“…what I would call a modern classic.”
It’s Christmas! Well, not really but it is the perfect time for me to kick off “Not Really Christmas Movie Month”. Well really it’s half a month, but “Not Really Christmas Movie Half-Month” doesn’t really roll off the tongue.
Last night I watched Kiss Kiss Bang Bang and I had honestly forgotten how brilliant that film is. Kiss Kiss Bang Bang is a film by writer/director Shane Black and it follows Harry Lockhart, a crook who is thrust into the world of Hollywood glitz and glamour. To prepare him for his role, Harry’s producer sends him to “detective lessons” with Perry, the resident private eye. Harry soon finds out that being a detective isn’t all it’s cut out to be when he and Perry find themselves in the middle of a very confusing, and very dangerous, case.
There is not one thing that I dislike about Kiss Kiss Bang Bang. The film manages to be so different from anything I’ve seen, and yet it feels so familiar. The movie starts off with its take on having a narrator. Not only is this something that is not really present in many films today, but it is used to both get us familiar with the main character, as well as brilliantly inject comedy into the film. And the narration is not over-used throughout the film either. But it’s not just the narration that has jokes, almost every single scene in Kiss Kiss Bang Bang is enough to make me almost wet myself laughing. The story is not inherently funny, but the away that it is presented makes it hilarious.
A large part of the films charm comes from the characters. Kiss Kiss Bang Bang, despite its outrageous plot, has some of the most realistic characters I’ve ever seen. Never once did I feel that what I was watching was a cookie-cutter display of characters, because they all felt so real. No character is perfect, but they all manage to get by (which is really all anyone can hope for). The dialogue is snappy, but the characters are also scared, and understandably so. Even for Perry, the veteran private investigator, the case gets too real at times.You also get some very real emotions from Harry as he is working through his feelings for his old childhood friend Harmony. Really the characters are relatable, but interesting hough to hold my attention.
The characters also work so well because of the performances. Now people often say that Robert Downey Jr. was born to play Tony Stark, and while I agree with that sentiment I believe he was also born to play Harry Lockhart. I’m not sure if the part was written specifically for Downey Jr., or if he just came into the roll and injected his usual charm into it, but whatever it is it works. The character of Harry is so much like Downey Jr. that it doesn’t even feel like acting. He is quick-witted, a smooth talker, and kind of a dick at times, but he does have a heart of gold. Of course on the other side you have Perry, played wonderfully by Val Kilmer. Now Perry is like the opposite of Val Kilmer, and yet he plays him beautifully. Perry is also quick-witted, but he is a hard-ass and he has very little patience (one can assume he had to build this “wall” because of all of the shit he gets for being gay). But underneath all of that he is kind of a softie. You also have Harmony, played by Michelle Monaghan, which is Harry’s childhood friend. Her character is a little more complex, but again she does a great job. Harmony is interesting because she knows what she wants, and will do anything to get it, but when I say anything I do mean anything. This causes her character to be very tragic, having thrust herself into the seedy underbelly of Hollywood doing anything to make a name for herself she has skewed her sense of self-worth. Of course seeing Harry again brings back some old feelings, and then we get to see her confront a few of these emotions.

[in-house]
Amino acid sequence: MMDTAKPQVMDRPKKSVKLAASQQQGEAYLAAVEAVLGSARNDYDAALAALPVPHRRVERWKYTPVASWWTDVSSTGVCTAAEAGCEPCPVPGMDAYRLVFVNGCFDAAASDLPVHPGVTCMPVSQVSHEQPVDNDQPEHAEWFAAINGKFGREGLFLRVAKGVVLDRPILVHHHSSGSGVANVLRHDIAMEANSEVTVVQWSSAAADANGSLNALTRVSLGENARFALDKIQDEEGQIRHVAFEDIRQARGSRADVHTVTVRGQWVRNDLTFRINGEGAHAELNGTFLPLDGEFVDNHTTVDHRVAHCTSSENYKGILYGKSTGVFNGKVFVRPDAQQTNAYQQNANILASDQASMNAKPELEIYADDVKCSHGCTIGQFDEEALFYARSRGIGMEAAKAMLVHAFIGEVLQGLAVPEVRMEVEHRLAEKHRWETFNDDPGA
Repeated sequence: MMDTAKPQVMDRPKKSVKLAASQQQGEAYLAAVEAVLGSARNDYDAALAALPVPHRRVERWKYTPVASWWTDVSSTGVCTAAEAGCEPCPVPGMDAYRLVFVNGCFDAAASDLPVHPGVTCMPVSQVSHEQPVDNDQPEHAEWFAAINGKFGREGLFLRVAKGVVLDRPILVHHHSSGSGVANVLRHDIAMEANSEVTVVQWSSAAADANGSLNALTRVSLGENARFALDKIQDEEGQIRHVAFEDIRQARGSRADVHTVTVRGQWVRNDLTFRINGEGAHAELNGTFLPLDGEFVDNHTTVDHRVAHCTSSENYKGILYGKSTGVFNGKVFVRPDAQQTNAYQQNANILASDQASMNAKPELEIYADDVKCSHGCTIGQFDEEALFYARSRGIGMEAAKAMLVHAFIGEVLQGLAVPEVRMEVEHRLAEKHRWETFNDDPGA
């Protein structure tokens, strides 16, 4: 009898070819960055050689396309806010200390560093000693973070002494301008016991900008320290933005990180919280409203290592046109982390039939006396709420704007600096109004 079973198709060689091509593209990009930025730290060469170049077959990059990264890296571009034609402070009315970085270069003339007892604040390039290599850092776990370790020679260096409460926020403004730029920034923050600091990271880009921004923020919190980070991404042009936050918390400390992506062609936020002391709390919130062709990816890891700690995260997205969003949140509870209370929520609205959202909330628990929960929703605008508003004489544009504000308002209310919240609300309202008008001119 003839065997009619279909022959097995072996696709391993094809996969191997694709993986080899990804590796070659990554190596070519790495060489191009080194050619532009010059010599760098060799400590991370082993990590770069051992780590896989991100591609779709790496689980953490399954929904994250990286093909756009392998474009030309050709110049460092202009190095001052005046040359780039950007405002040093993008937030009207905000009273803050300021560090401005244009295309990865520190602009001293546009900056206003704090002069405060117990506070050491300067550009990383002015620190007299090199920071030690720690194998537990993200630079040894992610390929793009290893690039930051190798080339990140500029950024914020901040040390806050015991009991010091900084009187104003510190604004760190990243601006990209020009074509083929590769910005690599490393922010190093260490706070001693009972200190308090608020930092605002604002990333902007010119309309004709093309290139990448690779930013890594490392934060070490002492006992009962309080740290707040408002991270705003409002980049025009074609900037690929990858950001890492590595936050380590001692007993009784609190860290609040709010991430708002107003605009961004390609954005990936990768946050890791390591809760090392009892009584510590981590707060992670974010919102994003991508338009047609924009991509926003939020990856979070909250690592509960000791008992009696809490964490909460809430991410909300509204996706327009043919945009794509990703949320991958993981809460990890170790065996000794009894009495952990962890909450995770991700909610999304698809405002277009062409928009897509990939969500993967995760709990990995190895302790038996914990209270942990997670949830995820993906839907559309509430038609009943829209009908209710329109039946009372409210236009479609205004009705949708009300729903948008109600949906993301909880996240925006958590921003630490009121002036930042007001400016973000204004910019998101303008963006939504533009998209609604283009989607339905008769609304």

Going back to the writing of the film quickly, I enjoyed how the film used old detective story tropes. Harry and Harmony are constantly referencing old detective novels that they used to read, and they are always comparing the real life cases to those present in the books. This was a very interesting, and genius, choice to me because then the characters could acknowledge tropes for what they were. Instead of using these classic “twists” as crutches, and pretending that they aren’t overused, the film would instead stop and acknowledge what they did using the detective novels that they read as a reference. This allowed for the film to remain fresh, as well as the characters to continue to draw comparison in a “life imitates art” fashion.
Overall Kiss Kiss Bang Bang is a brilliant film on all fronts.With writing that is both fresh and hilarious, and performances that are amazing, Kiss Kiss Bang Bang is what I would call a modern classic.
I give Kiss Kiss Bang Bang an A